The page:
Move over Germanic Languages and Literature. German Studies are here to stay.
At the Arts and Sciences Council meeting Thursday, faculty approved a name change for the current Department of Germanic Languages and Literature, discussed updates to the course evaluation process and heard from students about how Duke Student Government works.
New name, same department
Following up on a debate from their last meeting, faculty heard a presentation on changing the name of the current Department of Germanic Languages and Literature to the Department of German Studies.
In the presentation, Department Chair Stefani Engelstein pointed to peer institutions—including Brown University, Cornell University and the University of Chicago—which all have some variation of "Department of German Studies," as their official department name.
She argued that the name change would bring Duke in line with these other universities, and better align with how the department works.
"The discipline no longer focuses exclusively on literature and language," the presentation read.
Engelstein also argued that the old name may have isolated the Department of German Studies from other departments at Duke, whose names have given them freedom to pursue broader research topics and more inter-departmental cooperation.
While the department also considered "Department of Germanic Studies" as its new name, Engelstein noted that "Germanic" was seen as too much like the hit HBO television show "Game of Thrones," as another colleague called it.
The A&S Council approved the name change via paper ballots.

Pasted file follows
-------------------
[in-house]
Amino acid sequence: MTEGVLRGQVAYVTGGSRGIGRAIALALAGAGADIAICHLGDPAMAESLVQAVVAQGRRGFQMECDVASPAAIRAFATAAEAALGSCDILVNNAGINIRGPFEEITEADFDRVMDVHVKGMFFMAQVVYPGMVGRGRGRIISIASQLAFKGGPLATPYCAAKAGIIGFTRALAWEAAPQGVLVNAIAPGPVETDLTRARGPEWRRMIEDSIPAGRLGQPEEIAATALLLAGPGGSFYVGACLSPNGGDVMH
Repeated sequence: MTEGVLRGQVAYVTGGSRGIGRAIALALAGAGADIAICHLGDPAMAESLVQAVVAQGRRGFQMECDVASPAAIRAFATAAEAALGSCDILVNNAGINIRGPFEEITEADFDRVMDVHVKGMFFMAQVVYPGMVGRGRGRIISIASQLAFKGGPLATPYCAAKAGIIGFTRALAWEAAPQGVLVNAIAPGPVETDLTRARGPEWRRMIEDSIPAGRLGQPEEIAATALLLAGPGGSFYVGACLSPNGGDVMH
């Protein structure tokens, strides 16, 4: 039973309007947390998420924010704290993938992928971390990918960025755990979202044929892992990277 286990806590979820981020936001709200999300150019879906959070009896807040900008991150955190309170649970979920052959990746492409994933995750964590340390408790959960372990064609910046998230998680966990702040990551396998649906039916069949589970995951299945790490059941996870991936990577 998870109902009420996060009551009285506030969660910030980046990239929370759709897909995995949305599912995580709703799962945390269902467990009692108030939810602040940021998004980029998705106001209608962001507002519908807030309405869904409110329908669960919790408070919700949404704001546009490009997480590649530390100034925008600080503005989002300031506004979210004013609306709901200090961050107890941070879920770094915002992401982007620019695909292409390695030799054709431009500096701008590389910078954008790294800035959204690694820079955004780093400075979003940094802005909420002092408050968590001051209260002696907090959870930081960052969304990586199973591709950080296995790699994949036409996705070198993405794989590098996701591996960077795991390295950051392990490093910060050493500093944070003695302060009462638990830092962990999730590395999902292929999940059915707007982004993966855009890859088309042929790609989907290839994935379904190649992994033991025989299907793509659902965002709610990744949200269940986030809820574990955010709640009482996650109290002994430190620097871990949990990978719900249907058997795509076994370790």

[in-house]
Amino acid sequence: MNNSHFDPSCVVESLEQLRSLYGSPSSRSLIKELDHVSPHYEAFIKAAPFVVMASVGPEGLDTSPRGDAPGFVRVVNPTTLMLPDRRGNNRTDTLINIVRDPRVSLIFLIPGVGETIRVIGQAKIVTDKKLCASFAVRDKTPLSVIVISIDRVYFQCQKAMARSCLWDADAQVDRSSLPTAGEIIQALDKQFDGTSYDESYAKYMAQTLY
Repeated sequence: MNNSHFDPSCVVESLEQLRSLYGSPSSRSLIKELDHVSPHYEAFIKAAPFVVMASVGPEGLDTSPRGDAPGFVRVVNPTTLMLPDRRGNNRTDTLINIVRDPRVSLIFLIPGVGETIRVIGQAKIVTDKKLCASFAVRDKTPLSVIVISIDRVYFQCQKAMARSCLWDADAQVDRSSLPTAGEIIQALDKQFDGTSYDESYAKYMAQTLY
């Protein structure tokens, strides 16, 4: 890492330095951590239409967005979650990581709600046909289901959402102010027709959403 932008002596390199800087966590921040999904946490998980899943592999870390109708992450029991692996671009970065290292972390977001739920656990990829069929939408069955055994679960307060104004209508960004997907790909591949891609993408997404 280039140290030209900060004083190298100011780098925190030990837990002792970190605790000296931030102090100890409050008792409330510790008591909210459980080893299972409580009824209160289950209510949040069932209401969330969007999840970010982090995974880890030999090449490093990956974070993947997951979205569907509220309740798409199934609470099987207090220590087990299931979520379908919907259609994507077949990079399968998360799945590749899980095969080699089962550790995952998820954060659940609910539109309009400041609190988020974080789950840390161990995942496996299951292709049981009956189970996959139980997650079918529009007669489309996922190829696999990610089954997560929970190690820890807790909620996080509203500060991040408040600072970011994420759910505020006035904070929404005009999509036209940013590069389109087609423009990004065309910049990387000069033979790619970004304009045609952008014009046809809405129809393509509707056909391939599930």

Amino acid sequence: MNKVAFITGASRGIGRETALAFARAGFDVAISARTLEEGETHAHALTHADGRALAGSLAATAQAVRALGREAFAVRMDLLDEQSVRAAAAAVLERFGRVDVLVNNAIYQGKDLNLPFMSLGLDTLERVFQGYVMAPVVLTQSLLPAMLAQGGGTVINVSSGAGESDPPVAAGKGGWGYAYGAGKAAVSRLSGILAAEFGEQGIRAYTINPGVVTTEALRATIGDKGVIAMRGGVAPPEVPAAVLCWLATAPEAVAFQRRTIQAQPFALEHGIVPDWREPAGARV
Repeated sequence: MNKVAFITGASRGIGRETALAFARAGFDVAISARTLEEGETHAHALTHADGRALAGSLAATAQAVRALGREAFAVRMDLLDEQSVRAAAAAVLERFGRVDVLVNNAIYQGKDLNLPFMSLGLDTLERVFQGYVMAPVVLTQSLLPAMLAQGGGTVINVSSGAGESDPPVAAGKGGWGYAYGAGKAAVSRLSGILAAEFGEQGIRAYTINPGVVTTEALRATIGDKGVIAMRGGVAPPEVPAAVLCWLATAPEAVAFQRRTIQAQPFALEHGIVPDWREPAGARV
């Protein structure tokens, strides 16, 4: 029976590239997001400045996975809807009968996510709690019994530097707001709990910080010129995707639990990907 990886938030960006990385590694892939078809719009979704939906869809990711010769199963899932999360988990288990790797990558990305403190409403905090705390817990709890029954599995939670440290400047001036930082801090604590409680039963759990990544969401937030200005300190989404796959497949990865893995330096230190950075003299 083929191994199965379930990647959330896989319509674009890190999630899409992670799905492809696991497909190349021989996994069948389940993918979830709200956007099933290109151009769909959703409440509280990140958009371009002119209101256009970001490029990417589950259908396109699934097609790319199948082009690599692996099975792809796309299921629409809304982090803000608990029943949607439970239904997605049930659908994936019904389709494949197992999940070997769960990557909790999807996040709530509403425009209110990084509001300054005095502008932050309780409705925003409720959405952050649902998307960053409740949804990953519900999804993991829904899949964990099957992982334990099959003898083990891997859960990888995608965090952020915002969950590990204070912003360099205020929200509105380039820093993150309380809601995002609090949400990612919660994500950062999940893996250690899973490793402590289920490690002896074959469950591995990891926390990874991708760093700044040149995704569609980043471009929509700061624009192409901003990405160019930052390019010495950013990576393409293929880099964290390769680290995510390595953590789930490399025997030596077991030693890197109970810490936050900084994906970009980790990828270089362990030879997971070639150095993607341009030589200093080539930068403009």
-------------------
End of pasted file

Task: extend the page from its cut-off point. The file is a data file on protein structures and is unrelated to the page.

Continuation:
Are course evaluations changing?
Matt Serra, director of the Trinity College of Arts and Sciences Office of Assessment, spoke about the need for faculty to take the lead on a potential overhaul of the current course evaluations software, which allows Trinity students to review courses and professors on a set of standard questions. Serra argued that these questions are no longer useful to either students or professors.
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"The questions that we ask on this current form are, in my mind and those of many others across the country, vacuous," Serra said.
Serra also argued that the current system is not flexible enough from either the student side or the professor side. Current course evaluations, built on the same 20-year-old platform—Oracle PeopleSoft Campus Solutions—as the current DukeHub, do not currently allow professors to submit their own questions to students.
"Our current system was basically started 20 years ago, so it's as dated as our current curriculum is," Serra said.
With the question of a new contract for course evaluations still up in the air—the decision will be made within the next year or so, according to A&S Council Chair José María Rodríguez García—Serra pushed the Council to suggest potential changes.
Among a host of faculty recommendations and questions, Owen Astrachan, professor of the practice of computer science, pushed Serra to provide more information to the A&S Council, including on what course evaluations look like at peer institutions.
DSG Senators Shrey Majmudar, a sophomore who sits on the A&S Courses Committee, and Catherine McMillan, a sophomore on the A&S Faculty-Student Interaction Committee, gave a presentation on the structure of Duke Student Government and current student priorities.
The two senators gave a broad overview of the structure of DSG and answered faculty questions on the day-to-day functions of DSG Senators.
Rodríguez García noted that every A&S Council subcommittee that has student representation was able to fill their student vacancies this year.